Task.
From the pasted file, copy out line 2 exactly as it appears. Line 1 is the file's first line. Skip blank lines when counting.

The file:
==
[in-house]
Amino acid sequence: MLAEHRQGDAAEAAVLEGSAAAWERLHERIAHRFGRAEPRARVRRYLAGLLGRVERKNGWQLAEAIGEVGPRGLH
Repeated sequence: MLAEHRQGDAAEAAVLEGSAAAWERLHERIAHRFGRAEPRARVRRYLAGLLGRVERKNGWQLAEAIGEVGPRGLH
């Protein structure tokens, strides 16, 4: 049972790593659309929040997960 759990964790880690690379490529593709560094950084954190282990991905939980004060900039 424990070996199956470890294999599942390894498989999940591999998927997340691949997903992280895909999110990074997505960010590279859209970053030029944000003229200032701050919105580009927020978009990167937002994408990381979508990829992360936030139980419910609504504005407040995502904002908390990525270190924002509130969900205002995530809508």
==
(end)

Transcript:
Amino acid sequence: MLAEHRQGDAAEAAVLEGSAAAWERLHERIAHRFGRAEPRARVRRYLAGLLGRVERKNGWQLAEAIGEVGPRGLH